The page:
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Saved by Grace

February 25, 2024

Saved by Grace

Passage: Acts 9:1-20
Service Type:


Saved by Grace

Rodney Gehman – Feb 25, 2024 – Acts 9:1-20

Let me ask you a question to get us started into the scripture for this morning – What was the moment you knew? [ 005 ] Beyond a shadow of a doubt, you knew that Jesus had found you? Where his presence was so real to you that there was no more, well, I think so, no more, I believe he loves me… but it became: “I know for sure that I am no longer lost, but I’ve been found.” 

For me it was a few weeks shy of my 18th birthday. I was in a morning chapel session in high school, and that was the first time I really remember hearing God’s voice. It wasn’t audible. I didn’t hear it with my ears, but I heard it with my heart. It was a very distinct feeling or sense or awareness that what I was experiencing in that moment was God calling me to something much higher than the thoughts I normally had during high school chapel: This is boring; when will it be over. This girl sitting next to me that keeps trying to get me to sing is kind of annoying. Those were my normal thoughts. 

The sense that I had that day went like this, ‘are you going to keep pretending to follow me, or are you actually going to give me your life?’ The only thing I remember about the chapel service was that the song that was playing over the speakers said “I am crucified with Christ and yet I live” and the question I believed God was asking me that day was, “are you in or are you out? No more games.”

I knew all the right answers up to that point, I’d grown up in church and youth group, my parents were in ministry – but that was the moment I knew that God loved me. He saw me. I knew, because He was pursuing me right there in row G. He was asking for my allegiance, asking for my heart, calling me to himself. There were no bright lights. No audible voice. No sunbeam out of heaven with angels singing. No falling on my face. He didn’t call me to a specific job or ministry or missions – and he didn’t make me any promises about how my life would turn out. He just called me to follow him.

Now, here’s question number 2: [ 006 ] Do you remember who/what you were when Jesus found you? For some of you, this is an easy one – maybe even a question you’d rather I didn’t ask because you don’t like to think about it. For others, you’re like, uh, I was 6.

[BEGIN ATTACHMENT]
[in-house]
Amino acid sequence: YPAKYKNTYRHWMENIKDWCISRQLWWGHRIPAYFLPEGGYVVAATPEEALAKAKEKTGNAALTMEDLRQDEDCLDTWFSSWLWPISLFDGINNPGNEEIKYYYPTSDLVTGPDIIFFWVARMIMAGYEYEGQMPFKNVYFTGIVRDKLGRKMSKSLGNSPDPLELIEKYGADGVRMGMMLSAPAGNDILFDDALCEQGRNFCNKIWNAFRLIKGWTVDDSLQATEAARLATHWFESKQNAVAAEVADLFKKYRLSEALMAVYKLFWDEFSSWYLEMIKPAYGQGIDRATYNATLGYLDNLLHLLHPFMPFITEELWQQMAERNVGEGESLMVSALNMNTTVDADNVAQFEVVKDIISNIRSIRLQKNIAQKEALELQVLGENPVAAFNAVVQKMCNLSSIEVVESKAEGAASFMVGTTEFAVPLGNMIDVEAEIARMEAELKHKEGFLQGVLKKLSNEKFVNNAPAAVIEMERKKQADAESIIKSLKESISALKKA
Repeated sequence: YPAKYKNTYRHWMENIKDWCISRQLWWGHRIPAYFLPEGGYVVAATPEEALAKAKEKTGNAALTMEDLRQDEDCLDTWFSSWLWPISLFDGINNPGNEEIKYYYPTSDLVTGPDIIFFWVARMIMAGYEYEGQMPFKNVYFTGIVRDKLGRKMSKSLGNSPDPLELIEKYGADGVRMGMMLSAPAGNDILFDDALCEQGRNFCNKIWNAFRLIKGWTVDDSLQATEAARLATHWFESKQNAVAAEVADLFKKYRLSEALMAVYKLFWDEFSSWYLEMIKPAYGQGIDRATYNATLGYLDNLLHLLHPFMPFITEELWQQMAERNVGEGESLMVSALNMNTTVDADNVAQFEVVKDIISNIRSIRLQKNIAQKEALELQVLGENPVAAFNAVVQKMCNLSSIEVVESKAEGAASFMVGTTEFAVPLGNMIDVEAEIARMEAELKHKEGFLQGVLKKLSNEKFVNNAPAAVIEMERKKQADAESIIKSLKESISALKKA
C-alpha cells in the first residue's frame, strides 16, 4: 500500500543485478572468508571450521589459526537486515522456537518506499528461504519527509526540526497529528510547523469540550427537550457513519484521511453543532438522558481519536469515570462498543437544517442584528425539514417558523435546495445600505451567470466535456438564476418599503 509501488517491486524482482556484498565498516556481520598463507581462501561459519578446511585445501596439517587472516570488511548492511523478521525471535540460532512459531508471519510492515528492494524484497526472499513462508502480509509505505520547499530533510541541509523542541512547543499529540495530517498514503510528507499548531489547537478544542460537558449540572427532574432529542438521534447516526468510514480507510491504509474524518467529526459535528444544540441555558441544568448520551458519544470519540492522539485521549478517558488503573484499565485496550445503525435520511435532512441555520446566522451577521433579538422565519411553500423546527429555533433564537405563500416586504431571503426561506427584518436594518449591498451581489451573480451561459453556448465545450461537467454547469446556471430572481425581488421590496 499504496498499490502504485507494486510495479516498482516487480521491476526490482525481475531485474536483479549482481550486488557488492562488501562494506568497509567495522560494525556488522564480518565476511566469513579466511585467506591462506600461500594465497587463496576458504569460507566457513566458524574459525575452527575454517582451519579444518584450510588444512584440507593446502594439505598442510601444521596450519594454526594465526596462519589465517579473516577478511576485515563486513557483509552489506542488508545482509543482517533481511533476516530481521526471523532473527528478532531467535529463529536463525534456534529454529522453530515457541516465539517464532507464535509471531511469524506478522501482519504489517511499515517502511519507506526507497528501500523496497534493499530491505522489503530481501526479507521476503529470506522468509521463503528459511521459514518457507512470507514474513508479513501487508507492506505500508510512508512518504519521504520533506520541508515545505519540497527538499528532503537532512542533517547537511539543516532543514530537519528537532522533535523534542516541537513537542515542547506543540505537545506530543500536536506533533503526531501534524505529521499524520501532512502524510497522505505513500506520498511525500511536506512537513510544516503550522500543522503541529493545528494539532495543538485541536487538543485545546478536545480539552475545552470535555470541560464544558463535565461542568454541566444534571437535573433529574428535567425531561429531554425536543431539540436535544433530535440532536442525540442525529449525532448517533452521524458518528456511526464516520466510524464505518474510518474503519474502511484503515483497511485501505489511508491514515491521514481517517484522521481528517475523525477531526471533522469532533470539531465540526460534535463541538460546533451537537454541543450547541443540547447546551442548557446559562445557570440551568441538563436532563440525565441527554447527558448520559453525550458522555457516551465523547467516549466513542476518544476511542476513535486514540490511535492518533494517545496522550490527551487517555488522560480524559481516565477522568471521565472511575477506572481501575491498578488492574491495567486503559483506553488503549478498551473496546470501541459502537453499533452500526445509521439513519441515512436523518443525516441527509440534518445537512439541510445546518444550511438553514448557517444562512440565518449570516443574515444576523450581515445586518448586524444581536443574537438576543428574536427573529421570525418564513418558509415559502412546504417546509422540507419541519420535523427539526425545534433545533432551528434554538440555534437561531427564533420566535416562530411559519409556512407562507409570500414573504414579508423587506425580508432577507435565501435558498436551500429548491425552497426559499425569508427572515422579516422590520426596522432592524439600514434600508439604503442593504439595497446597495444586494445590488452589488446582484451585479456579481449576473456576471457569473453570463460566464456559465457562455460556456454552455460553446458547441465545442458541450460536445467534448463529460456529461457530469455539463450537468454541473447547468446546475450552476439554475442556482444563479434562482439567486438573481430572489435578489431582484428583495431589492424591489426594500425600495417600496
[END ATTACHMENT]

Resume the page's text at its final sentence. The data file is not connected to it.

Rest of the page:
Where/When did Jesus find you? Who/What were you before he did? [ 007 ] Hang on to those two questions today as we dive into chapter 9 of Acts. We are in the middle of three powerful conversion stories here in Acts: In Acts chapter 8 we followed a disciple named Philip as he interacted with an Ethiopian man who was reading God’s word in his chariot. As Philip explained the scriptures to him, he was converted and baptized, and the gospel reaches Africa. In Acts 10 in a few weeks, we’ll get a front row seat to the conversion of the first Gentile. 

And today, Acts 9 reunites us with a character that is going to be a major player for the rest of the book. [ 008 ] We first met Saul back in Acts 7:58 where, as the first Christian martyr named Stephen was being stoned, the people throwing rocks laid their coats at the feet of a young man named Saul, and in 8:1, we read that Saul was very much okay with this murder.

We learn in 8:3 that Saul’s new favorite pastime became ravaging the church, entering house after house, dragging off men and women and putting them in prison. Now, as we catch up with him in chapter 9, here’s what he’s been up to:

[ 009-1 ] 1 Now Saul was still breathing threats and murder against the disciples of the Lord. Get this picture in your head there – is breathing out murder against the disciples of the Lord. It’s the idea of a clenched jaw, clenched fist, heavy breathing… This is a fierce rage (1). 

He went to the high priest 2 and requested letters from him to the synagogues in Damascus, [ 009-2 ] so that if he found any men or women who belonged to the Way (that’s just an early name given to the first Christians), he might bring them as prisoners to Jerusalem.